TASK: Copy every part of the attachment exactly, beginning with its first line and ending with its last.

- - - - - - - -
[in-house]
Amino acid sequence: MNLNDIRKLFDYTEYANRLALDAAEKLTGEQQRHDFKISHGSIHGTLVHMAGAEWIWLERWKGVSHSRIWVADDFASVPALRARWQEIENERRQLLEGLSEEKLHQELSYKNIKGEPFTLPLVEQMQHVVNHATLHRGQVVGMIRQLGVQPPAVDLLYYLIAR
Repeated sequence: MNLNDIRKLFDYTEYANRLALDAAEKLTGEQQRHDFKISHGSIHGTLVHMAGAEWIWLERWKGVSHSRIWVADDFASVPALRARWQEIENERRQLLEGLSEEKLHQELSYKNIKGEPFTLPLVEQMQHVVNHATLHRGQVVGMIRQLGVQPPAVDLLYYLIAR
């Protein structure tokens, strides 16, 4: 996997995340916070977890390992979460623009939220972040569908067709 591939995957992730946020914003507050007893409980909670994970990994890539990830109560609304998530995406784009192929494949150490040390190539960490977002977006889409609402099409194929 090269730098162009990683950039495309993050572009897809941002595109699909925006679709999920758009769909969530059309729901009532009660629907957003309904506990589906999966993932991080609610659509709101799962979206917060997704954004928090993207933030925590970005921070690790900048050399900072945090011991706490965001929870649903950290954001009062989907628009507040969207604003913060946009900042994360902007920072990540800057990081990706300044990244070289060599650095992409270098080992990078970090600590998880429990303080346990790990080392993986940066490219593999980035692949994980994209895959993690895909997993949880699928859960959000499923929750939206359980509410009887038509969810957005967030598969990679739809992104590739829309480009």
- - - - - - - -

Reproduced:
[in-house]
Amino acid sequence: MNLNDIRKLFDYTEYANRLALDAAEKLTGEQQRHDFKISHGSIHGTLVHMAGAEWIWLERWKGVSHSRIWVADDFASVPALRARWQEIENERRQLLEGLSEEKLHQELSYKNIKGEPFTLPLVEQMQHVVNHATLHRGQVVGMIRQLGVQPPAVDLLYYLIAR
Repeated sequence: MNLNDIRKLFDYTEYANRLALDAAEKLTGEQQRHDFKISHGSIHGTLVHMAGAEWIWLERWKGVSHSRIWVADDFASVPALRARWQEIENERRQLLEGLSEEKLHQELSYKNIKGEPFTLPLVEQMQHVVNHATLHRGQVVGMIRQLGVQPPAVDLLYYLIAR
């Protein structure tokens, strides 16, 4: 996997995340916070977890390992979460623009939220972040569908067709 591939995957992730946020914003507050007893409980909670994970990994890539990830109560609304998530995406784009192929494949150490040390190539960490977002977006889409609402099409194929 090269730098162009990683950039495309993050572009897809941002595109699909925006679709999920758009769909969530059309729901009532009660629907957003309904506990589906999966993932991080609610659509709101799962979206917060997704954004928090993207933030925590970005921070690790900048050399900072945090011991706490965001929870649903950290954001009062989907628009507040969207604003913060946009900042994360902007920072990540800057990081990706300044990244070289060599650095992409270098080992990078970090600590998880429990303080346990790990080392993986940066490219593999980035692949994980994209895959993690895909997993949880699928859960959000499923929750939206359980509410009887038509969810957005967030598969990679739809992104590739829309480009």